• 10

    Refreshing comment today by Andrew Arena, head of Detroit's FBI office, to Washington law enforcement blogger Allan Lengel (a fellow DetNews alumnus):
    'This [case] is a good example of what I've been driving home. Terrorism has many different faces from all walks of life.”
    [ ]

  • 11

    Spot on Darrell.
    I believe that we can learn a lot about how groups like Al Quaida works from homegrown groups like this.

    There are many among the (ignorant) masses who listen to the fatwas of certain right wing Imams and Sheikhs (like Bin Laden) who tells them that the West is out to destroy their religion, way of life and conquer Muslim lands (for oil).

    Here in America we have right wing zelots like Glenn Beck, Pat Robertson, et al, who pretty much says the same thing. The only difference is the religion being attacked according to them is Christianity. Of course Beck & co. who dispense with their daily fatwas are dressed in suits & ties instead of long coats and turbans, so they appear normal to our ignorant masses.

  • 12

    Please note that I referred to government's refusal to provide "a [as in single] clear definition" of terrorism. Yes, there are definitions to be found..too many, too vague and inconsistent.

    The definition you cited - "premeditated, politically motivated violence perpetrated against noncombatant targets by subnational groups or clandestine agents" - is vague and subject to a multitude of interpretations. And, other US laws provide other definitions. Thus, we have seen absurd interpretations, like those described by Joanne Mariner.

    As a homeland security specialist who worked for a federal agency on national level policy, I personally observed that, in actual usage, the term "terrorist" was not applied in a consistent or rational way.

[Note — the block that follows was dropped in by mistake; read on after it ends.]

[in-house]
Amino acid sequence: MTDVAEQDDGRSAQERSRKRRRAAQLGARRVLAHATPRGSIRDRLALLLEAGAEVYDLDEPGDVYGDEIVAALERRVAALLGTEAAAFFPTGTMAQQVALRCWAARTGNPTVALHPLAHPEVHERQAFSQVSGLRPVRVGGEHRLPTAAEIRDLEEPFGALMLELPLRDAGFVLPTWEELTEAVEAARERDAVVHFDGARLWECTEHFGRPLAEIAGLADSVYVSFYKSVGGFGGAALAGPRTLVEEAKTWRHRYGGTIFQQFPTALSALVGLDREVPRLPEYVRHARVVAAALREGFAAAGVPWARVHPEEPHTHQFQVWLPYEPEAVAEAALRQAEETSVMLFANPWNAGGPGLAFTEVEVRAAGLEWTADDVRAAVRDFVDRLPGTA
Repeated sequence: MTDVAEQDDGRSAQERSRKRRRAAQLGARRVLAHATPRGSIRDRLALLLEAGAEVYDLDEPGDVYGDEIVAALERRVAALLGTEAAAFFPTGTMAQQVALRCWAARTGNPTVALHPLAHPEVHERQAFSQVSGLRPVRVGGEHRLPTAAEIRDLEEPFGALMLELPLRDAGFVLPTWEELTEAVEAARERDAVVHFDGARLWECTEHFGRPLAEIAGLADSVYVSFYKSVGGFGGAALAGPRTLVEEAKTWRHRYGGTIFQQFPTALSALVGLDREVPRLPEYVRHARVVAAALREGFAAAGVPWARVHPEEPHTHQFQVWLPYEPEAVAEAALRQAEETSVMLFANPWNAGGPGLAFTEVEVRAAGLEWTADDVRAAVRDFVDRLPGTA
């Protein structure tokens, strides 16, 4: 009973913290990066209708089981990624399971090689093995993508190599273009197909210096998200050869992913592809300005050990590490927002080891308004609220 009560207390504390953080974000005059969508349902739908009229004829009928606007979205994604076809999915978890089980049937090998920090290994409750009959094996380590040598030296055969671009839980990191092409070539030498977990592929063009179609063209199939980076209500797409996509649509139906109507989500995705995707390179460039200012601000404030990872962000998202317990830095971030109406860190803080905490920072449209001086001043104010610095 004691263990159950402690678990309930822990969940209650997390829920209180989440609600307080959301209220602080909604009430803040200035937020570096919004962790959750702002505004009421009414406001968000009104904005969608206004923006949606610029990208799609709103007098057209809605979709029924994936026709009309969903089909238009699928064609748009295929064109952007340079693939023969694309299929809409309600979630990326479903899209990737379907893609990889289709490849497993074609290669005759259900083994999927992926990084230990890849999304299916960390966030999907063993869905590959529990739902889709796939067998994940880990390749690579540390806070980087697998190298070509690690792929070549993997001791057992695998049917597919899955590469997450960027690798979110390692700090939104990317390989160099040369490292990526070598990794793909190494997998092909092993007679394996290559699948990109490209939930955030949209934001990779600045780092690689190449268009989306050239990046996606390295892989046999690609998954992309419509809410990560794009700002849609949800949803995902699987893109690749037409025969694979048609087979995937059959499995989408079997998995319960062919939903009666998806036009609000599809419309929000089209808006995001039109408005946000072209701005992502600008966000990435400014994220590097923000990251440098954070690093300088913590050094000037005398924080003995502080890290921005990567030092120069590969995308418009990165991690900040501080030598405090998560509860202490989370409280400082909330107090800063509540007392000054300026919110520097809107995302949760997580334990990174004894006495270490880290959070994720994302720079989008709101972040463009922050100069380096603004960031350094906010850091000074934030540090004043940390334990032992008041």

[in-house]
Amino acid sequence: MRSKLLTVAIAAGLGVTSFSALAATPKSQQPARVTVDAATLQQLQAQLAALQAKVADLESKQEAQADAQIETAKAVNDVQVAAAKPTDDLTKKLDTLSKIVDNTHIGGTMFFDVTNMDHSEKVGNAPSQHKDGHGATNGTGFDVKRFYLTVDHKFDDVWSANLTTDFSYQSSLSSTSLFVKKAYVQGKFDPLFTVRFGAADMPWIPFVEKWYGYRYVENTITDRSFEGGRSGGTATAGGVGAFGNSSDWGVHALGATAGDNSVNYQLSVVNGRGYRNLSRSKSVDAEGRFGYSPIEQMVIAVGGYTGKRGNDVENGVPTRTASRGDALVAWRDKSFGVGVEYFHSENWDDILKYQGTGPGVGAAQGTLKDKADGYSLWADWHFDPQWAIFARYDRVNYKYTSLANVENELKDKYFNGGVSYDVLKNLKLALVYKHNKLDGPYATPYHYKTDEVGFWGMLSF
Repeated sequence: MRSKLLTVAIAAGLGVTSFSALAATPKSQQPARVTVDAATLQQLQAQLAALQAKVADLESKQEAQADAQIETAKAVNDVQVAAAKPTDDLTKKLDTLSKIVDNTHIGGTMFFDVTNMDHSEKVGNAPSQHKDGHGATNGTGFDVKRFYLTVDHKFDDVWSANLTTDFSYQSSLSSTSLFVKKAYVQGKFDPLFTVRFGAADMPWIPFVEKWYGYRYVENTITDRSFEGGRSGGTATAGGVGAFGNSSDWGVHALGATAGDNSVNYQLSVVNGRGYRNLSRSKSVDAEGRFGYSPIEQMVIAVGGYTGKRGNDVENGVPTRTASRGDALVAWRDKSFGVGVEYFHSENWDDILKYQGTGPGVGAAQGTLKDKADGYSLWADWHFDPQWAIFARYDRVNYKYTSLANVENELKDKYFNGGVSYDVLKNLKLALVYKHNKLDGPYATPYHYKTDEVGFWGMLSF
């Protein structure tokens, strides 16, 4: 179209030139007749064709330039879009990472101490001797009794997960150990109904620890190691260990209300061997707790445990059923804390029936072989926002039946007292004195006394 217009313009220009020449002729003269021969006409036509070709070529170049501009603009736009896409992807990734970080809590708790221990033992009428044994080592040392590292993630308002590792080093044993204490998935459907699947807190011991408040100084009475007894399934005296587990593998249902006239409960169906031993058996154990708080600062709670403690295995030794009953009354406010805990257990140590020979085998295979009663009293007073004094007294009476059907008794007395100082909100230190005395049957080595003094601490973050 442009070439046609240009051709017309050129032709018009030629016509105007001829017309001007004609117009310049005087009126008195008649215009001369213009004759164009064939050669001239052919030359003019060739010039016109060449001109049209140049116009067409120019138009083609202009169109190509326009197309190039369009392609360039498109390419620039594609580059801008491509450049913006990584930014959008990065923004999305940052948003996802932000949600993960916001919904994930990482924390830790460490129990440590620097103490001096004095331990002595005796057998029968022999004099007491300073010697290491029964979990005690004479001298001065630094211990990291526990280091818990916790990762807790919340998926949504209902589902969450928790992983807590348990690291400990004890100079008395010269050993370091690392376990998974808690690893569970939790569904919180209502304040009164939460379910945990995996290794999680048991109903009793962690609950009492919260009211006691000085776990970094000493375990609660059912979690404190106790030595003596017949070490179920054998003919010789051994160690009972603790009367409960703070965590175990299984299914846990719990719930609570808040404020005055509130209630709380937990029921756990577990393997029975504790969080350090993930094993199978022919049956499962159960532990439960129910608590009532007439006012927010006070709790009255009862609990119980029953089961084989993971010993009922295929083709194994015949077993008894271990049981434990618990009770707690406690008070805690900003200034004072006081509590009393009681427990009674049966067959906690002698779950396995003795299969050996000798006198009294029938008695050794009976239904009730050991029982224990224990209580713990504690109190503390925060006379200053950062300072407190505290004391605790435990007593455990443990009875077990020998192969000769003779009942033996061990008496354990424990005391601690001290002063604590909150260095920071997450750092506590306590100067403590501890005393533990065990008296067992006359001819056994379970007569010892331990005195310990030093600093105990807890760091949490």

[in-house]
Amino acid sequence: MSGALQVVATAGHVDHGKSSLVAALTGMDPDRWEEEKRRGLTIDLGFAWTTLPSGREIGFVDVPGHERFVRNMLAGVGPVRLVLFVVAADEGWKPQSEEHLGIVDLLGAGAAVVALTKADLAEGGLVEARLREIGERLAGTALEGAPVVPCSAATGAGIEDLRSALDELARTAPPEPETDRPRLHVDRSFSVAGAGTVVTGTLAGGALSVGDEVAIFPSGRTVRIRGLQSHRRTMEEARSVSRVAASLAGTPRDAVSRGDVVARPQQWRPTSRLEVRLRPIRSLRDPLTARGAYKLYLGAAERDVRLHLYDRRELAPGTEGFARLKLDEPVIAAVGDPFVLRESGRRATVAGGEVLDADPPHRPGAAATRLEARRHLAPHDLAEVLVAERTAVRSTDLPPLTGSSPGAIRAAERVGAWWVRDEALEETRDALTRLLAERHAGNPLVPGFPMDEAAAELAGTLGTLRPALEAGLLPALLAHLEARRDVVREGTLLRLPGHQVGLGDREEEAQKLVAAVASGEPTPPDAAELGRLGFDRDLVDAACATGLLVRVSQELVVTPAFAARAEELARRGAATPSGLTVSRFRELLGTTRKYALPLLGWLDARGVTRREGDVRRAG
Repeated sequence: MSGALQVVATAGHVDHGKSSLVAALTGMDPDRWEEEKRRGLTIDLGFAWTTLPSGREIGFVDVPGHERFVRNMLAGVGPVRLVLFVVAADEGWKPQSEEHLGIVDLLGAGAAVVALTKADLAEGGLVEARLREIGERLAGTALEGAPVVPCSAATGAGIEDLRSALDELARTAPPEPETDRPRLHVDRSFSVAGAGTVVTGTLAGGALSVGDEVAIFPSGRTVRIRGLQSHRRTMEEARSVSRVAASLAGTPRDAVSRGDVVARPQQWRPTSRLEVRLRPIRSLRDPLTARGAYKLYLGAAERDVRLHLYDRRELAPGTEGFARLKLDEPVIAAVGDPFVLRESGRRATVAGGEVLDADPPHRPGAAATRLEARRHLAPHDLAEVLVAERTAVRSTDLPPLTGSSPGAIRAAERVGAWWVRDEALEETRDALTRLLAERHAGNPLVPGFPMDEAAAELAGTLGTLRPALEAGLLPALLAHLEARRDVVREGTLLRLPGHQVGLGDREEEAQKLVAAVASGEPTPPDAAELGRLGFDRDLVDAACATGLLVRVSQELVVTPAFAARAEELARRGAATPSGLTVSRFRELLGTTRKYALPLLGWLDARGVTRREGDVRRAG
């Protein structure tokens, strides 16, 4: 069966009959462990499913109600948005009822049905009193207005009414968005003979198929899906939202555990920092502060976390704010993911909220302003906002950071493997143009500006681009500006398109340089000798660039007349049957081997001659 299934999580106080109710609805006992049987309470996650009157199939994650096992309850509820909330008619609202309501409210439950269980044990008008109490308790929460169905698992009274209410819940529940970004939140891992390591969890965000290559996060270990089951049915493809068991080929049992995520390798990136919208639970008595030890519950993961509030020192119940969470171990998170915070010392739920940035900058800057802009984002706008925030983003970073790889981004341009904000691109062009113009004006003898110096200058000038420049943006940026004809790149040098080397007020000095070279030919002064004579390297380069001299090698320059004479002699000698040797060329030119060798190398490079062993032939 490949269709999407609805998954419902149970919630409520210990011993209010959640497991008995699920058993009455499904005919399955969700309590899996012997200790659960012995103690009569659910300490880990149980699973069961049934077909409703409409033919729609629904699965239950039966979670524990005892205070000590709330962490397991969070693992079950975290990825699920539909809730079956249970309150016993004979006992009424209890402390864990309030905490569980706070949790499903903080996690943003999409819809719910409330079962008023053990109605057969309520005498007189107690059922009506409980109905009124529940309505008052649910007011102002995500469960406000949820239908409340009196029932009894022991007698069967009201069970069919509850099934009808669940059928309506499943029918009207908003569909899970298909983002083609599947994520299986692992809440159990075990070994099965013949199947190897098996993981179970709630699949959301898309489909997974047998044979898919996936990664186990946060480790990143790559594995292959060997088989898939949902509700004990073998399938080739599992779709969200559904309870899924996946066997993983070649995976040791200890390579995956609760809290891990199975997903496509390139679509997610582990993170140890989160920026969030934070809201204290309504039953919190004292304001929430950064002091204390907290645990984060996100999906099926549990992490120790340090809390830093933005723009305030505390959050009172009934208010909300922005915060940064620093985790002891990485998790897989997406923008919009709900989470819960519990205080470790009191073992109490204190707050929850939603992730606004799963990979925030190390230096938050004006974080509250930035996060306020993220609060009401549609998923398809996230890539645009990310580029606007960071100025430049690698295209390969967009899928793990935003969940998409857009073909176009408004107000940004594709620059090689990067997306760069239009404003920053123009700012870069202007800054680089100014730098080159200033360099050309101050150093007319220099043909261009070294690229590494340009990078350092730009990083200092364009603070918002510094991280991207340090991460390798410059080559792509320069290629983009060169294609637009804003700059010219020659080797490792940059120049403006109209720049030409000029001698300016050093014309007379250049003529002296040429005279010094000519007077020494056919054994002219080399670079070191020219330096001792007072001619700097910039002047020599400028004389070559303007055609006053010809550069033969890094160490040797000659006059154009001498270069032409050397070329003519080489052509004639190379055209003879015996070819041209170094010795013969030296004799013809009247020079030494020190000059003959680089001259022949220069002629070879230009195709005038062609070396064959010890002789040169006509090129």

Behind closed doors, federal officials categorized environmental groups - including Earth First, Greenpeace, the Sierra Club and PETA - as "terrorist groups" indistinguishable from al Qaeda, and targeted the groups for surveillance on that basis.

    The government's definitions of terrorism, while vague, specifically exclude the possibility of terrorism with a profit motive; thus, corporations can be protected from "terrorists" but can never be found guilty of terrorism, no matter how many people the knowingly kill with weapons of mass production.

  • 13

    I seem to recall numerous politicians and media personalities demanding the underwear bomber be tried by a military commission rather than the court system. Not sure whether anyone thought he should be waterboarded, though.

    The point is, has anyone on that side demanded military commissions or waterboarding/stress positions, etc. for these arrestees? I'm guessing not, because they look too much like the viewers for Glenn Beck, the listeners for Rush, and the voters for Eric Cantor.

    Who knows, maybe there's a much bigger conspiracy that could be uncovered by a gentle drip of water onto the face, a few hours of discomfort, or a couple of sleepless nights (/snark)

  • 14

    Your comment about the pilot destroys any reasonable aura of objectivity in this debate. Perhaps you would be happy if they described the Hutaree as simply another group of angry Teabaggers?

    I thought so...

  • 15

    I viewed the WTC attack as a criminal event caused by criminals not terrorists ....Once the media and the white house invoked the term terrorists our entire approach changed and it created a conduit for our country to invade Iraq and the rest as they say is history..

    A tragic tale no doubt given the body count in Iraq and the costs of waging and illegal war based upon the false premises of wsd and terrorists who were really criminals..

  • 16

    Idiot. Before you call a few threats on police as "terrorism," ask yourself why the FBI isn't doing anything about the real terrorists, MUSLIM terrorists who are training with weapons and explosives at 35 terrorist training camps in the US and Canada. If you don't believe me just Google "Islamberg"

  • 17

    "In none of the early pieces from the mainstream outlets has the "t-word" come up."
    FoxNews March 29th: "Domestic Terror Plot Foiled" can we get any more mainstream then that?